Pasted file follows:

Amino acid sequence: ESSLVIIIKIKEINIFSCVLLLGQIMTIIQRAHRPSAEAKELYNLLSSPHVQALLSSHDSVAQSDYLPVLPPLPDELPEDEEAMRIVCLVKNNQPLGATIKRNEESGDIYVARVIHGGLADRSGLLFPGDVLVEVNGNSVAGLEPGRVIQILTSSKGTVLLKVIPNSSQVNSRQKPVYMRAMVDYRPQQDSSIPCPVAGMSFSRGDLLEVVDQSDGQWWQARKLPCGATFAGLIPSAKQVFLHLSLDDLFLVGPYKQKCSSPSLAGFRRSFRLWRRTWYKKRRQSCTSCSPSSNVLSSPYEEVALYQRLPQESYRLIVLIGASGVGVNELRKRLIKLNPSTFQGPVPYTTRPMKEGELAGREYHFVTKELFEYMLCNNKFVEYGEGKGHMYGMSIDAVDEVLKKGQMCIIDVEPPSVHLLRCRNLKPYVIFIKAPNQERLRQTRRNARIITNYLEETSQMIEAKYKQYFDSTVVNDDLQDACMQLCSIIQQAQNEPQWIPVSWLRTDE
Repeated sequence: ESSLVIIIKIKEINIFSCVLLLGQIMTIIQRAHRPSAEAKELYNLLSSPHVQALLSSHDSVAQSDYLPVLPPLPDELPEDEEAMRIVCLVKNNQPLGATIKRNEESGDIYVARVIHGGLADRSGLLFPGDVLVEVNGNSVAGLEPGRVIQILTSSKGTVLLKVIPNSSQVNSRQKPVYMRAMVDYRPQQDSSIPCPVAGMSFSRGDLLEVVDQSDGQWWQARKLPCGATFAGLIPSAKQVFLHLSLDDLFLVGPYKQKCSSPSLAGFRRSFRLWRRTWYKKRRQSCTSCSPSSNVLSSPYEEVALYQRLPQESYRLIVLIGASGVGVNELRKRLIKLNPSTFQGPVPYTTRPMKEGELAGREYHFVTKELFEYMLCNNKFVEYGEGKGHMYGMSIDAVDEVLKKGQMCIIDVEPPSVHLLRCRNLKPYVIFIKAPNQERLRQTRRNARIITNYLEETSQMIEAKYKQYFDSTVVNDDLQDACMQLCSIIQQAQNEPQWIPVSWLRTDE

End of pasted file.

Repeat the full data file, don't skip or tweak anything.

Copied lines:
Amino acid sequence: ESSLVIIIKIKEINIFSCVLLLGQIMTIIQRAHRPSAEAKELYNLLSSPHVQALLSSHDSVAQSDYLPVLPPLPDELPEDEEAMRIVCLVKNNQPLGATIKRNEESGDIYVARVIHGGLADRSGLLFPGDVLVEVNGNSVAGLEPGRVIQILTSSKGTVLLKVIPNSSQVNSRQKPVYMRAMVDYRPQQDSSIPCPVAGMSFSRGDLLEVVDQSDGQWWQARKLPCGATFAGLIPSAKQVFLHLSLDDLFLVGPYKQKCSSPSLAGFRRSFRLWRRTWYKKRRQSCTSCSPSSNVLSSPYEEVALYQRLPQESYRLIVLIGASGVGVNELRKRLIKLNPSTFQGPVPYTTRPMKEGELAGREYHFVTKELFEYMLCNNKFVEYGEGKGHMYGMSIDAVDEVLKKGQMCIIDVEPPSVHLLRCRNLKPYVIFIKAPNQERLRQTRRNARIITNYLEETSQMIEAKYKQYFDSTVVNDDLQDACMQLCSIIQQAQNEPQWIPVSWLRTDE
Repeated sequence: ESSLVIIIKIKEINIFSCVLLLGQIMTIIQRAHRPSAEAKELYNLLSSPHVQALLSSHDSVAQSDYLPVLPPLPDELPEDEEAMRIVCLVKNNQPLGATIKRNEESGDIYVARVIHGGLADRSGLLFPGDVLVEVNGNSVAGLEPGRVIQILTSSKGTVLLKVIPNSSQVNSRQKPVYMRAMVDYRPQQDSSIPCPVAGMSFSRGDLLEVVDQSDGQWWQARKLPCGATFAGLIPSAKQVFLHLSLDDLFLVGPYKQKCSSPSLAGFRRSFRLWRRTWYKKRRQSCTSCSPSSNVLSSPYEEVALYQRLPQESYRLIVLIGASGVGVNELRKRLIKLNPSTFQGPVPYTTRPMKEGELAGREYHFVTKELFEYMLCNNKFVEYGEGKGHMYGMSIDAVDEVLKKGQMCIIDVEPPSVHLLRCRNLKPYVIFIKAPNQERLRQTRRNARIITNYLEETSQMIEAKYKQYFDSTVVNDDLQDACMQLCSIIQQAQNEPQWIPVSWLRTDE